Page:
I have lately been reading Paul and the Faithfulness of God by N. T. Wright. This is a scholarly work written for a scholarly audience, yet it is written so as to be accessible to the educated layperson. In it, Wright seeks to understand Paul and his writings by looking at the world Paul lived in and the formative influences of Jewish monotheism, classical philosophy, Greco-Roman religion, and the Roman politics of empire, and understanding how Paul spoke into and influenced his world. Along the way, Wright lays out Paul’s worldview, making the point that a worldview is a set of glasses through which one looks at the world. As these glasses are primarily used for looking at the world, very rarely will one actually look at the glasses themselves. In the same way, a worldview is a set of basic ideas which are assumed in any discussion of how things are in the world at large. It is through these assumed ideas that one typically evaluates other ideas, but very rarely will one actually question the assumed ideas themselves.
Today we are going to take the glasses off and look at some basic assumptions in the evangelical worldview. These assumptions are:
- The Bible, as the inspired, inerrant Word of God, reveals a readily apparent, fully coherent and comprehensive system of belief which provides answers to humanity’s most important questions.
- Tamper with just one part of this system of belief, and the whole entire thing is laid waste. Moral decay, chaos, and destruction will inevitably follow, in the Church and in the world at large.
- Our job as Christians, therefore, is to protect and defend this system at all cost, come hell or high water.
These ideas are usually assumed in any discussion of issues such as human origins, human sexuality, gender roles in ministry, or any of the other hot-button issues of our day on which the Bible is presumed to speak. A prime example is the debate over human origins and the proper understanding of the early chapters of Genesis. The 2014 HBO documentary Questioning Darwin featured interviews with well-known proponents of young-earth creationism such as Ken Ham and pastor Joe Coffey, as well as interviews with evolutionary scientists and Darwin’s own story of his life work and what it meant for his faith journey. The arguments made by the young-earth creationism proponents are all rooted in the above assumptions. One minister who was interviewed went so far as to say, with a straight face:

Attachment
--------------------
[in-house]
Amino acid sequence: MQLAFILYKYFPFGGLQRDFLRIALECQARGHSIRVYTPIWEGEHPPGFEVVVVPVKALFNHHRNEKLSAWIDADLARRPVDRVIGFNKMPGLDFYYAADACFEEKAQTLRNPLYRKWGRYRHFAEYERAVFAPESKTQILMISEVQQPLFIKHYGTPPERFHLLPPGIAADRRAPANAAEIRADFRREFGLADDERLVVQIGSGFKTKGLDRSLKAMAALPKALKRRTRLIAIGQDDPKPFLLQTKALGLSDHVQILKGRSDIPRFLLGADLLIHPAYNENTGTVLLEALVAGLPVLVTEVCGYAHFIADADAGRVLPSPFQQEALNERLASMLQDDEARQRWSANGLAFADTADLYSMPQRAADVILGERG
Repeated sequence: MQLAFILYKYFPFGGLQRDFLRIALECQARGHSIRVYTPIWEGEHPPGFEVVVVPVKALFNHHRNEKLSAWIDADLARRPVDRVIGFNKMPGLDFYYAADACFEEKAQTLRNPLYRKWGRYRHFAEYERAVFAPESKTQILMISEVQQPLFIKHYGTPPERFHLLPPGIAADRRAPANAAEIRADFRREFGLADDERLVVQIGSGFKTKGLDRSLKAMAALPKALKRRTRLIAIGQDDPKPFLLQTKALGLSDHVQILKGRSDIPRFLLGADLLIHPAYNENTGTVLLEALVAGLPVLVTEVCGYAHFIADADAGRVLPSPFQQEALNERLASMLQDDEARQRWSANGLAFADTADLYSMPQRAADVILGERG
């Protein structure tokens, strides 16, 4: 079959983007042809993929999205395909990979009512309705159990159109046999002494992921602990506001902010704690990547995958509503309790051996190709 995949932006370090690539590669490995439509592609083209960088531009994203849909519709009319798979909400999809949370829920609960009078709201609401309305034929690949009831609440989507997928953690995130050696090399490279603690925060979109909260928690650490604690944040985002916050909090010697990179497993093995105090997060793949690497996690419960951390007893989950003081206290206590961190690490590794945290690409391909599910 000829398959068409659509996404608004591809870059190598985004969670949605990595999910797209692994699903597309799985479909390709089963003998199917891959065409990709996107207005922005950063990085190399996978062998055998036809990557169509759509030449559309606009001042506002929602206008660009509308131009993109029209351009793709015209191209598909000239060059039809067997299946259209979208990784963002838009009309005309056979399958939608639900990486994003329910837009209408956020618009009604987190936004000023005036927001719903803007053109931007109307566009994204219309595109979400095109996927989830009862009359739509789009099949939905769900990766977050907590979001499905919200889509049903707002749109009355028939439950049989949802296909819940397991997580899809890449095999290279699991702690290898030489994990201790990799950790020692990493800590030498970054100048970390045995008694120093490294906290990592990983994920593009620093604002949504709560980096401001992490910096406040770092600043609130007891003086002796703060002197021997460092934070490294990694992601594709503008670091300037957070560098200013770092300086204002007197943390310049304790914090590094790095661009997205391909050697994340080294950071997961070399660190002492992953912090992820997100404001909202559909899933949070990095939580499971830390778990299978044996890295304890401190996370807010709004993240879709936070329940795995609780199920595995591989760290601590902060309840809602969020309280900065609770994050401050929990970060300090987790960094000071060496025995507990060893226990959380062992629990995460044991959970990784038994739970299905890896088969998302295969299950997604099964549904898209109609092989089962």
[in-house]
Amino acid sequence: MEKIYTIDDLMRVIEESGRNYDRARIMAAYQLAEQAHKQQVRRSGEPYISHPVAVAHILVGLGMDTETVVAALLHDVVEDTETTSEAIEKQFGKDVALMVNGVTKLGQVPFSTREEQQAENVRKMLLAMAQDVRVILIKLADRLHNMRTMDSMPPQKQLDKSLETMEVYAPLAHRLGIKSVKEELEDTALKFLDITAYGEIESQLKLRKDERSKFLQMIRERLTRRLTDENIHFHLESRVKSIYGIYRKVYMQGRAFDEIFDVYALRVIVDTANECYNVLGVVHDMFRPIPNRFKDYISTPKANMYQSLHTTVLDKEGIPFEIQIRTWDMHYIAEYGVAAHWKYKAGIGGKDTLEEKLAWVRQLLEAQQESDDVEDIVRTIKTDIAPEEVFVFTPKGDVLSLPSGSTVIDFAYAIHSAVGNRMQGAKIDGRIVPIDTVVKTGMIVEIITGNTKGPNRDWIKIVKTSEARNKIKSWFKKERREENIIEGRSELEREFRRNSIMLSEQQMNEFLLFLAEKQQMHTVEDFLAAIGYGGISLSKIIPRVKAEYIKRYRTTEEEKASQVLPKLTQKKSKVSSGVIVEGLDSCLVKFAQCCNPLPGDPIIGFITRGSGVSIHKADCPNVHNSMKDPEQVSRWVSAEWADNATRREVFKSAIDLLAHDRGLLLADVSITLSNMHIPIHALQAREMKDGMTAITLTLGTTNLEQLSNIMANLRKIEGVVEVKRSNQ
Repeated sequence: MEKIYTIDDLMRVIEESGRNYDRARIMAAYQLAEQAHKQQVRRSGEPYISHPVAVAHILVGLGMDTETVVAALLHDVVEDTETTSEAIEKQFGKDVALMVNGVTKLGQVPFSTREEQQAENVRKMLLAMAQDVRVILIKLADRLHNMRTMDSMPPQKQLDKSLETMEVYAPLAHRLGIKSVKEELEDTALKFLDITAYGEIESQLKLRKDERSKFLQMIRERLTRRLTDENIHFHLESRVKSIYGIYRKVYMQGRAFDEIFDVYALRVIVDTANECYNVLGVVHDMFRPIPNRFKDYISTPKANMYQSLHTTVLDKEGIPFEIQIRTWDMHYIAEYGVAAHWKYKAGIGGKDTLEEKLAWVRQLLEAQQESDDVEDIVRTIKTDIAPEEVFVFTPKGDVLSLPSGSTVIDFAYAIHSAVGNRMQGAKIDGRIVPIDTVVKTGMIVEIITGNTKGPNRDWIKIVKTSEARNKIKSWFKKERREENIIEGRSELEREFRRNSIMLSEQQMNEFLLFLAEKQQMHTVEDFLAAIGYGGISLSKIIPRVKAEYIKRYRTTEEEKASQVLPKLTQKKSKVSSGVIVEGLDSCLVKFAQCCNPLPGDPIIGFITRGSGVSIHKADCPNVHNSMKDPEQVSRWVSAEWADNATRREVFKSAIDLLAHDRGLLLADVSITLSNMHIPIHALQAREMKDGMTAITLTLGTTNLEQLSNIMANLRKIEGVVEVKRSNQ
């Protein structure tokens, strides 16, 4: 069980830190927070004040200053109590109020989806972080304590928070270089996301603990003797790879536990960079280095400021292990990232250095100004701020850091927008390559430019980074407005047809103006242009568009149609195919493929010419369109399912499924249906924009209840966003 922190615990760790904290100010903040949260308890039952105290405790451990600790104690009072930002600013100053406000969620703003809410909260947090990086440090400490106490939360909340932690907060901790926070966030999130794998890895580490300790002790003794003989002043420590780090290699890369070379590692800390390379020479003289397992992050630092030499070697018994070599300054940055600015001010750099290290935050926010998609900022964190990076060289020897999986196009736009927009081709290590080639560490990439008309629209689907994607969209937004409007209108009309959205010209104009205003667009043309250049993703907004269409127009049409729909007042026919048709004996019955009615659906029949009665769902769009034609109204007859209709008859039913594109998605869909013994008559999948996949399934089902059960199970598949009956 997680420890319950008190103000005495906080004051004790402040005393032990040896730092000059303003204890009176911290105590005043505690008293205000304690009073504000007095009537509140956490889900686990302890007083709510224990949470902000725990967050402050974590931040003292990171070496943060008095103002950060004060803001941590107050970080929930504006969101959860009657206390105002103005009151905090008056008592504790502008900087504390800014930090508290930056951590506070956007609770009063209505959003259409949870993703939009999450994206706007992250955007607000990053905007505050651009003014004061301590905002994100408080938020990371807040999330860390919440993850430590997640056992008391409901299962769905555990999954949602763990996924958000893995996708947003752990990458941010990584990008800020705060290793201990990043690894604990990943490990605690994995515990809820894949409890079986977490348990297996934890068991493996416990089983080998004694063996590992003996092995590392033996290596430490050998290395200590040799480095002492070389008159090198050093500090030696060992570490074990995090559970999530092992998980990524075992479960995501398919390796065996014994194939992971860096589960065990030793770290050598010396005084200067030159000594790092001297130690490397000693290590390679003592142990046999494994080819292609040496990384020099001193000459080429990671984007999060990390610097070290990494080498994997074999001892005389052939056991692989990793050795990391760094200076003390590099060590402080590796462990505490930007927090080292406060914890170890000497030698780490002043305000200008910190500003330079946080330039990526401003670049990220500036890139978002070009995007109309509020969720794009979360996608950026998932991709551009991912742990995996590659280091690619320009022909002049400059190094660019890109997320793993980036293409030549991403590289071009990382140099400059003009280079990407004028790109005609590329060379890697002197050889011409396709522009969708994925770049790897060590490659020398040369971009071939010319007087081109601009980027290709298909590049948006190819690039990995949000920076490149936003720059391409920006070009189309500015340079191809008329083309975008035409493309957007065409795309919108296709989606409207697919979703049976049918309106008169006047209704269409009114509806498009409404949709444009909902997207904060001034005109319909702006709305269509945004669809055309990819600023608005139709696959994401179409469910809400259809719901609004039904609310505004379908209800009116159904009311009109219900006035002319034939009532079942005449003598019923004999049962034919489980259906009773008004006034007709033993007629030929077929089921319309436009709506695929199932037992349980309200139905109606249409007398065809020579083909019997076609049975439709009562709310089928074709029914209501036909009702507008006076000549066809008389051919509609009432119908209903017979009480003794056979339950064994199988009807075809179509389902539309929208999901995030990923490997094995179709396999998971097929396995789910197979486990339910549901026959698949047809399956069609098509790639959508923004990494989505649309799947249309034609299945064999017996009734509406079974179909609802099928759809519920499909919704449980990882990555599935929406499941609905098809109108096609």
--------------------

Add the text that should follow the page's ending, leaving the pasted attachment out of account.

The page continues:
If somewhere within the Bible I were to find a passage that said two plus two equals five, I wouldn’t question what I’m reading in the Bible, I would believe it, accept it as true and then do my best to work it out and to understand it.
That is not faith in Jesus, or even faith in the Bible. It is faith in a certain understanding of what the Bible is and how it speaks to us. It sees the Bible not just as authoritative, but as the entire universe in which we live and move and breathe. With such a view of the Bible, it is virtually impossible to see the Bible as it actually is.
Another example is the ongoing debate over gay marriage. Those who oppose gay marriage frequently make arguments which assume the basic ideas listed above. The Strachan posts I linked earlier this year are a prime example of this: Complementarianism is part and parcel of the system of belief which is readily apparent from God’s inerrant Word. Let complementarianism go, and the acceptance of homosexuality in the church as normal and even good is inevitable. Call anything good which God has labeled an abomination, and you place yourself in severe moral jeopardy.